Initially, the quarter-wave plate 58 provides a loss in the cavity of the amplifier 12 almost twice as great as the gain provided by the CW pump (the krypton lamp 26). This loss is instantaneously removed when PC 1 switches and rotates the polarization one quarter wavelength. The loss curve is shown at 80 in FIG. 3.
As the pulses traverse the cavity they extract energy from the gain medium which was imparted by the CW pump. The longer the pulses are in the cavity, the more energy is extracted and the less energy remains to be extracted. The loss in gain (electrons in populated excited states) over the fluorescence lifetime (approximately 300 ns) of the Nd: YAG gain medium is shown in curve 82 in FIG. 3. Since the maximum energy is extracted after the expiration of the fluorescence lifetime, for pulse rates which are greater than the reciprocal of the fluorescence lifetime (approximately 3 kHz) no more additional energy is available. Accordingly, the energy per pulse decreases. However, the average power of the output stays the same. Therefore, for output pulse repetition rates below 3 kHz the energy per pulse is high and the average power is low. For pulse rates above 3 kHz the energy per pulse decreases but the average power remains constant. These relationships will be apparent from the curves shown in FIG. 4.
FIG. 3 also shows the waveform of the drive signals T1 and T2 for the Pockels cells 54 and 60. These curves illustrate the fast rise times of these pulses and point out that the pulses stay on for a period sufficient to trap pulses so that the fastest repetition rate of the output pulses may be obtained (10 kHz).
Referring to FIG. 2 there is shown another embodiment of the system. In this system, an Nd: YAG CW pumped laser oscillator 10 similar to the oscillator 10 shown in FIG. 1 is used. Like parts of the oscillator and other portions of the system to those shown in FIG. 1 are labelled with like reference numerals. The CW pump means are not illustrated in FIG. 2 for the sake of simplifing the drawing.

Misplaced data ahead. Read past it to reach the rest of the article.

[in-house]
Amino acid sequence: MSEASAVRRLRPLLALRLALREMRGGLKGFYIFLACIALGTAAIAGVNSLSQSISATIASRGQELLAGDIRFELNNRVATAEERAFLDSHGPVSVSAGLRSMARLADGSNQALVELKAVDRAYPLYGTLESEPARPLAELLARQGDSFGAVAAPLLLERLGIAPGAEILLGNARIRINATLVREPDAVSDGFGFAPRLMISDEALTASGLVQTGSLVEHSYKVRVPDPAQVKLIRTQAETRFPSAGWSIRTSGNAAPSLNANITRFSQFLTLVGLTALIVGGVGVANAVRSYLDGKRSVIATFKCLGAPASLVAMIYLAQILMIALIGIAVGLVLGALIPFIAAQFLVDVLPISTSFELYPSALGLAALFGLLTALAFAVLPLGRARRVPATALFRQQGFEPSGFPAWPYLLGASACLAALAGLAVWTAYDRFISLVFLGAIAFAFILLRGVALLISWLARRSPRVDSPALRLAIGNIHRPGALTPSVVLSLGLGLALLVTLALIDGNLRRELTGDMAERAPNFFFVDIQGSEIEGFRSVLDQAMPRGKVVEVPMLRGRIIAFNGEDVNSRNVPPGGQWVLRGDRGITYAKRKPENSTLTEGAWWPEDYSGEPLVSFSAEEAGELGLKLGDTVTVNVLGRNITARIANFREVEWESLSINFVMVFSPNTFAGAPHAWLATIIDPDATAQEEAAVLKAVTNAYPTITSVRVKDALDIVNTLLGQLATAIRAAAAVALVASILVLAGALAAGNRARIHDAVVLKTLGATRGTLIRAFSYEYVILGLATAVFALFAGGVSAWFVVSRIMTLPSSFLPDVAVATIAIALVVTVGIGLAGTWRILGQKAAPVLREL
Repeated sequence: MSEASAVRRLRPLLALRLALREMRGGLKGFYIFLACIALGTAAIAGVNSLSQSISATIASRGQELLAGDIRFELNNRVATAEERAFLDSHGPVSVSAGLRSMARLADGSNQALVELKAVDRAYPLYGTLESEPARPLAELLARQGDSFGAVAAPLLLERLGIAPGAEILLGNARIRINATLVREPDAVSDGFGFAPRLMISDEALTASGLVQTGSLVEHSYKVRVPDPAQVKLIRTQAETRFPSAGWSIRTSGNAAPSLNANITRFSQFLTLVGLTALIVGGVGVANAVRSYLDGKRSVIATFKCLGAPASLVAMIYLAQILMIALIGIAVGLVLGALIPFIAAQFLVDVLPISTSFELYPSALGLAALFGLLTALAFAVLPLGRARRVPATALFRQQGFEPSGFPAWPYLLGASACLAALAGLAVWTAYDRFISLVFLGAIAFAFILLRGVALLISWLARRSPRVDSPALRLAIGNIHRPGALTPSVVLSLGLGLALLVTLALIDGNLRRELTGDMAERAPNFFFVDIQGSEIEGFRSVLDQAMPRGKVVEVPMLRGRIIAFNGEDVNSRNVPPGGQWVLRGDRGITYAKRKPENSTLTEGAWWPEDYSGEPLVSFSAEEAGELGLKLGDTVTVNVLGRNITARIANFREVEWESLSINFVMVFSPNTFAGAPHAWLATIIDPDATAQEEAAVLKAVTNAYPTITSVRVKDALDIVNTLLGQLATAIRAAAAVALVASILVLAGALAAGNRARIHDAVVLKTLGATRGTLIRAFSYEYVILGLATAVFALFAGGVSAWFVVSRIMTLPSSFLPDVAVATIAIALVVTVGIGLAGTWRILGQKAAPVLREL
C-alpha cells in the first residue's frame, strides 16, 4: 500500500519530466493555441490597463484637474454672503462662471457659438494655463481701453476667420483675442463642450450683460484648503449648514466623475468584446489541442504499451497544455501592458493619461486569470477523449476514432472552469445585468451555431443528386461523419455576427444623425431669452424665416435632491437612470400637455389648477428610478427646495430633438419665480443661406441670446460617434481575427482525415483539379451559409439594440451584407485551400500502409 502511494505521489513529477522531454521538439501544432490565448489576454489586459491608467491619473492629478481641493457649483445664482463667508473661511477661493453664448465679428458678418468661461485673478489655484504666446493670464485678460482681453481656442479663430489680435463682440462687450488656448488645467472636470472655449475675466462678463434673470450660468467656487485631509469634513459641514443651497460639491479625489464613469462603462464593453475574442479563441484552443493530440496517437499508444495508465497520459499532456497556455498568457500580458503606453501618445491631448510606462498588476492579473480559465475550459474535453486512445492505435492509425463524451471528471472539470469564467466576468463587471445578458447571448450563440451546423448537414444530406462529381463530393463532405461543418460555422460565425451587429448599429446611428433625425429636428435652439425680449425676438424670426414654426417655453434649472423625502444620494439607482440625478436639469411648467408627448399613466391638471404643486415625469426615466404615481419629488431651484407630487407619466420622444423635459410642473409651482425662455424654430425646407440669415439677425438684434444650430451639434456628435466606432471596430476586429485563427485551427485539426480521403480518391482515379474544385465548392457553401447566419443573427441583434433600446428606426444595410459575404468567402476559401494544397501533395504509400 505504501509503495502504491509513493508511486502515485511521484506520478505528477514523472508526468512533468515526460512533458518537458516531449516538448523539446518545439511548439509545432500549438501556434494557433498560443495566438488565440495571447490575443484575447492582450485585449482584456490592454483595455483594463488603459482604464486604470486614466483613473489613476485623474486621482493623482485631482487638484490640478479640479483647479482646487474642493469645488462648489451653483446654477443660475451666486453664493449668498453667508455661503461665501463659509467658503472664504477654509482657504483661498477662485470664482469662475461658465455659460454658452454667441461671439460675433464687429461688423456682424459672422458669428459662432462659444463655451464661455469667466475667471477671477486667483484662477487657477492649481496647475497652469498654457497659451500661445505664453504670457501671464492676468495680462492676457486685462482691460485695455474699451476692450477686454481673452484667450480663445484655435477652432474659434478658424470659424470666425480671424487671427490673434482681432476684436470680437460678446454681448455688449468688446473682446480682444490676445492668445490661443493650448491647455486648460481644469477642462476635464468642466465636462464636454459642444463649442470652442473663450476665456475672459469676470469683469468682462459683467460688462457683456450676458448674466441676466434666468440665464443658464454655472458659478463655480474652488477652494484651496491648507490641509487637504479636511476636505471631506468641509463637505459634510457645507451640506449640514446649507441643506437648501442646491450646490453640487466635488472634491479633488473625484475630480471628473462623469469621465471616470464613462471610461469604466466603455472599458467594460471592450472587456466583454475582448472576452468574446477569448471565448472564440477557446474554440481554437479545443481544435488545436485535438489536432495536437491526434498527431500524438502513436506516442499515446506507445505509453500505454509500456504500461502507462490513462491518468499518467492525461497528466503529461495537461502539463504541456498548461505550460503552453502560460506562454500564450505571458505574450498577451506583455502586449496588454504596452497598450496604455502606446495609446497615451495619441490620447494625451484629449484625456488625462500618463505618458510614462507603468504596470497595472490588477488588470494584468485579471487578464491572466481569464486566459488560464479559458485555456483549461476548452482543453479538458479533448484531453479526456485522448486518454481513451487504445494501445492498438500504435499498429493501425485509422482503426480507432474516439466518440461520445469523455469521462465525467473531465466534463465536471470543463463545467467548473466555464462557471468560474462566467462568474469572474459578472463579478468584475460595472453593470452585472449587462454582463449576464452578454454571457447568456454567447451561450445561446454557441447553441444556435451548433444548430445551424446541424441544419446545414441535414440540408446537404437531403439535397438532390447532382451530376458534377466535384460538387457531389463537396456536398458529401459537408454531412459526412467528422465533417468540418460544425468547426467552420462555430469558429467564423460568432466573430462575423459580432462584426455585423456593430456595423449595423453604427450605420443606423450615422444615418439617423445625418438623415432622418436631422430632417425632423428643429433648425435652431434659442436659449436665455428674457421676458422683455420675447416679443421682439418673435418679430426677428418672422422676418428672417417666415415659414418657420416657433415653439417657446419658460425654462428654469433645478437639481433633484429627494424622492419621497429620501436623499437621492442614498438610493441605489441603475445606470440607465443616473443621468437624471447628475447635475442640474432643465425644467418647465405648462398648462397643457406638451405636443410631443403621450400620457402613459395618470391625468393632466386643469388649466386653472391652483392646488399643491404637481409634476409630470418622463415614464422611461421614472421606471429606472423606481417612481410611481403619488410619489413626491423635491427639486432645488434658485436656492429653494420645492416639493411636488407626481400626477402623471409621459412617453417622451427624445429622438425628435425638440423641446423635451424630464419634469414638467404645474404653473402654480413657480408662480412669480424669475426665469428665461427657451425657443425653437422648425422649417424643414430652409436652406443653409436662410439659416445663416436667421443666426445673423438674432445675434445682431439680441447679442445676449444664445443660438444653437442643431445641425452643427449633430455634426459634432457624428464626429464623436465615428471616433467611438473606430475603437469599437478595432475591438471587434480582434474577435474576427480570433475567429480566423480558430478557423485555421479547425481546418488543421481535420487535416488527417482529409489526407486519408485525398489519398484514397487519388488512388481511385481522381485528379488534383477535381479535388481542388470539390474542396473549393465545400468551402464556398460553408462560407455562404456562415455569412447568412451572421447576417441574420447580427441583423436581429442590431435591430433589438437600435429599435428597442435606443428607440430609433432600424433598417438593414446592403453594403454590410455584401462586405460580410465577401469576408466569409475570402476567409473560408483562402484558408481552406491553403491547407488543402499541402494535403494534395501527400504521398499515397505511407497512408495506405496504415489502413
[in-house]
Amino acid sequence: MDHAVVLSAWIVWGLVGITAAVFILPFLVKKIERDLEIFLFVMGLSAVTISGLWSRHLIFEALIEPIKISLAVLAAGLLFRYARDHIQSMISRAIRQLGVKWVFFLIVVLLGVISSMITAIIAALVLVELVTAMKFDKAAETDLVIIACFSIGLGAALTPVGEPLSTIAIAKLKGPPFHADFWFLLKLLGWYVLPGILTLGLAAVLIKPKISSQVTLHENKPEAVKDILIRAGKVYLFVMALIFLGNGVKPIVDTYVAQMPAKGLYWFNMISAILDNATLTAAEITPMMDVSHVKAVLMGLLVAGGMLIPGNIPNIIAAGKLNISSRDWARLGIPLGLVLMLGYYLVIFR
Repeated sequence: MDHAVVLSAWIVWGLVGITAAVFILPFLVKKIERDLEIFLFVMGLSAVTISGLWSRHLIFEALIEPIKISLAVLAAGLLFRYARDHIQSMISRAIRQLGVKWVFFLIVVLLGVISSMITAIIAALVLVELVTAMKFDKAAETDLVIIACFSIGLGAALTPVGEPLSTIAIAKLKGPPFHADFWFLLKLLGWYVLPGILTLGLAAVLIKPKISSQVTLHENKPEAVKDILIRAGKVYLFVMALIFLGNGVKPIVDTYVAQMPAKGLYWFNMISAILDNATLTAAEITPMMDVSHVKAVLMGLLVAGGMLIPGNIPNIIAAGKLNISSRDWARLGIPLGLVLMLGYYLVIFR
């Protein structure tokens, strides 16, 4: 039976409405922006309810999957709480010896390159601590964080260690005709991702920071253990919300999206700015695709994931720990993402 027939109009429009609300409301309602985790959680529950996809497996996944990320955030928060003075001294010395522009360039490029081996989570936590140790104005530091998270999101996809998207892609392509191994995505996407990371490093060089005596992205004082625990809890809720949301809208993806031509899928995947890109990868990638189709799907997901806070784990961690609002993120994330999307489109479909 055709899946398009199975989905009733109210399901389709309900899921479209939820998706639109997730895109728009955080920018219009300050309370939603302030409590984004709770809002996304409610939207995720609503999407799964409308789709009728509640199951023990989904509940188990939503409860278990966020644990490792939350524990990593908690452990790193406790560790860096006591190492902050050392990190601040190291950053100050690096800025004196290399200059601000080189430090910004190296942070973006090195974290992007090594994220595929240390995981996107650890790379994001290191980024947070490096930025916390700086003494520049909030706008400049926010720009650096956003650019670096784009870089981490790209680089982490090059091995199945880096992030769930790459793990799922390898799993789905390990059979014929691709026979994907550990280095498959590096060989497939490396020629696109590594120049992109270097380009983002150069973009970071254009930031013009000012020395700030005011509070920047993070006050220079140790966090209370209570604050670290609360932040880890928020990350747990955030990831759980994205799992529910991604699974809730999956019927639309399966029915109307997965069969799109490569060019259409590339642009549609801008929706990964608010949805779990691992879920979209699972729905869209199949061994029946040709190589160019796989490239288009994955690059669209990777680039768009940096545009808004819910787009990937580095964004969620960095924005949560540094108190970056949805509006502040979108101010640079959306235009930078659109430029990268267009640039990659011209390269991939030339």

The system shown in FIG. 2 includes a regenerative amplifier 90 which is similar to the amplifier 12 in that it uses a CW pumped Nd: YAG laser head 92, cavity end mirrors 94 and 96, a polarizer 98 and a quarter wave plate 100 for initially frustrating the cavity, even though the gain medium fluoresces and can lase if the gain therein was sufficient.
Only a single Pockels cell 102 is used for Q switching the amplifier into operation, just like the Pockels cell PC 1, 54 in the system of FIG. 1. The Pockels cell 102 is driven by a Pockels cell driver 104 to which both control signals S1 and S2 from the controller are applied. The controller 14 is not shown in FIG. 2 to simplify the illustration. The Pockels cell driver produces an output signal T3, the waveform of which is shown in FIG. 3. The signals T1 and T2 reach a high voltage of 4 kv, which is sufficient to rotate the polarization in the Pockels cells PC 1, 54 and PC 2, 60 (FIG. 1) by one quarter wavelength. The Pockels cell drive signal T3 first reaches 4 kv, after the first delay, to Q switch and trap the laser pulses from the oscillator 10 in the cavity of the amplifier 90. For switch out from the cavity of the amplifier 90 when the signal S2 occurs, the Pockels cell drive voltage increases to 8 kv with a fast rise time, for example, 5 ns, so that it rotates the polarization of the laser pulses by one half wavelength. The pulses then reaching the polarizer 98 from the Pockels cell 102 are reflected by the polarizer and follow the path of the input laser pulses. This is the path also followed by the rejected pulses. The amplified pulses pass through a doubling crystal arrangement 106. Since doubling crystals operate efficiently with high amplitude laser pulses and not with low amplitude laser pulses, such as those rejected from the cavity of the amplifier, most of the low amplitude pulses are not frequency doubled in the doubling crystal. The high amplitude doubled pulses (half wavelength or approximately 0.53 microns), are reflected by the dichroic reflector 108 and provided doubled output laser pulses. These laser pulses may be used in a synchronously pumped dyelaser system as described in the above-referenced Mourou patent.